For many of us, entry into motherhood involves an ambiguous visibility and intelligibility, where our acceptance into mainstream spaces as mothers entails a loss of lesbian difference. Mann explores this loss using the work of two philosophers of lesbian difference, Monique Wittig and Judith Butler. She argues that the figure of the lesbian mother is deployed on a broad cultural scale to reinvigorate and renaturaUze the myth of the happy, natural, heterosexual mother.
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  19. Forum on the war on terrorism.Bat-Ami Bar On, Claudia Card, Drucilla Cornell, Alison M. Jaggar, Maria Pia Lara, Constance Mui, Julien S. Murphy, Sherene Razack, Sara Ruddick & Iris Marion Young - 2003 - Hypatia 18 (1):157.
     
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  20. Extreme Relativism.Sara Ruddick - 1969 - In Sidney Hook (ed.), Language and philosophy. [New York]: New York University Press.
     
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  21. 9 Notes Toward a emmist Peace Politics.Sara Ruddick - 1994 - In Abigail J. Stewart (ed.), Theorizing feminism: parallel trends in the humanities and social sciences. Boulder, CO: Westview Press. pp. 196.
     
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  22.  37
    Singing in the Fire: Stories of Women in Philosophy (review).Sara Ruddick - 2006 - Hypatia 21 (2):207-219.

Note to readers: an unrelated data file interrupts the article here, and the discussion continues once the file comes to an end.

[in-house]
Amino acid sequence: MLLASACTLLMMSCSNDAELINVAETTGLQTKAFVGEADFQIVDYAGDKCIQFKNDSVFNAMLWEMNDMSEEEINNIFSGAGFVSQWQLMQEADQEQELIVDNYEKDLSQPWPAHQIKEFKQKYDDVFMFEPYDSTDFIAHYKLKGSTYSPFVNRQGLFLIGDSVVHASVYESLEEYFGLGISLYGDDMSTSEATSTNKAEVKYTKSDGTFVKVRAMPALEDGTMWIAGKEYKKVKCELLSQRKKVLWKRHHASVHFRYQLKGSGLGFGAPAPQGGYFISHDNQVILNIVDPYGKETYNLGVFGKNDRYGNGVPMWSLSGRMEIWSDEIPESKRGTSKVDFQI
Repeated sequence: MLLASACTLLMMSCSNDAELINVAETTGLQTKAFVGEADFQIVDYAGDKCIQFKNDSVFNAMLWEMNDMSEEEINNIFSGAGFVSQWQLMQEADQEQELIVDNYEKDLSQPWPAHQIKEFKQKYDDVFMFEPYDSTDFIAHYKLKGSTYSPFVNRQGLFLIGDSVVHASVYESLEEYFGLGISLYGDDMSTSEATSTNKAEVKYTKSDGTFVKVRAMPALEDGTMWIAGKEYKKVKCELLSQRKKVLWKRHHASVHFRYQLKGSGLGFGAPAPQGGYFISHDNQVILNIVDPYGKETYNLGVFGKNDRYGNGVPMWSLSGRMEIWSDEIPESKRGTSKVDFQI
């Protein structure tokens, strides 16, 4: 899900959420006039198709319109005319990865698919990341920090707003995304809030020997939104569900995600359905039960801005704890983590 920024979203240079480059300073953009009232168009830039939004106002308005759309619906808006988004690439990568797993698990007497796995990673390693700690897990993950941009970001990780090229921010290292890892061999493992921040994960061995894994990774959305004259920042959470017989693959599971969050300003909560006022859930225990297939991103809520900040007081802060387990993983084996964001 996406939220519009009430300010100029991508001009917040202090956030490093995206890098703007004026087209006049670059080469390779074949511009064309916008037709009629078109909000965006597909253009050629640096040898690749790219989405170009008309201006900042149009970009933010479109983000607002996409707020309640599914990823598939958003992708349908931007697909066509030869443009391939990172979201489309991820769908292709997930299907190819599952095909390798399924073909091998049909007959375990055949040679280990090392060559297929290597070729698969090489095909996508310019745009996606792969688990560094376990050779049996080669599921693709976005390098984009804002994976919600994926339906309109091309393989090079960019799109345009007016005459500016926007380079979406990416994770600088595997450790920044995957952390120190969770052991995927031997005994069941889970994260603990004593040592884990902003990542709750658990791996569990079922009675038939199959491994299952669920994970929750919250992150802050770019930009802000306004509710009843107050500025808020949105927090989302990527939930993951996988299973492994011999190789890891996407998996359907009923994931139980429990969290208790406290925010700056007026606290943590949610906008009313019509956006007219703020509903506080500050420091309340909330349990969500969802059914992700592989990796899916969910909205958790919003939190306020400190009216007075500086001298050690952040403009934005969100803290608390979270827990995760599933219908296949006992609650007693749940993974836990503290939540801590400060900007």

23. The moral horror of the september attacks.Sara Ruddick - 2003 - Hypatia 18 (1):212 - 222.
    : I try to identify the distinct moral horror occasioned by the attacks of September 11 in order to accord them an appropriate, limited place in the ongoing history of terror and violence. I consider the agents of evil and the victims as evil constructs them. I conclude with victim stories that reveal evil by showing the goodness it violates, making us feel the bitter loss of what violence has killed, kills, and will kill again.
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  24.  9
    War and peace.Sara Ruddick - 1998 - In Alison M. Jaggar & Iris Marion Young (eds.), A companion to feminist philosophy. Malden, Mass.: Blackwell. pp. 581–590.
    Feminists have long hoped to intervene in the practice of war. Many have thought of war as a masculine endeavor which endangers women in distinctive ways and reflects and contributes to men's violence against women in civil society. Some have also believed that women have distinct capacities for making peace. In recent decades, feminists have elaborated these insights, offering a more precise understanding of war's masculinity, war's victimization of women and feminine peacefulness. Despite the vitalizing presence of many military feminists, (...)
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  25.  31
    Singing in the Fire: Stories of Women in Philosophy.Sara Ruddick - 2006 - Hypatia 21 (2):207-219.
  26.  63
    Review: New Feminist Work on Knowledge, Reason and Objectivity. [REVIEW]Sara Ruddick - 1993 - Hypatia 8 (4):140 - 149.
    The contributors to two new anthologies A Mind of One's Own: Feminist Essays on Reason and Objectivity (edited by Louise Antony and Charlene Witt) and Feminist Epistemologies (edited by Linda Alcoff and Elizabeth Potter) are philosophers for whom feminism is an intellectual as well as political commitment and they produce original, valuable feminist and philosophical work. I focus on differences between the anthologies and on two themes: the social character of knowledge and the allegedly oppressive "masculinism" of epistemological ideals.
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  27.  5
    The Atrocity Paradigm: A Theory of Evil. [REVIEW]Sara Ruddick - 2004 - International Philosophical Quarterly 44 (1):126-128.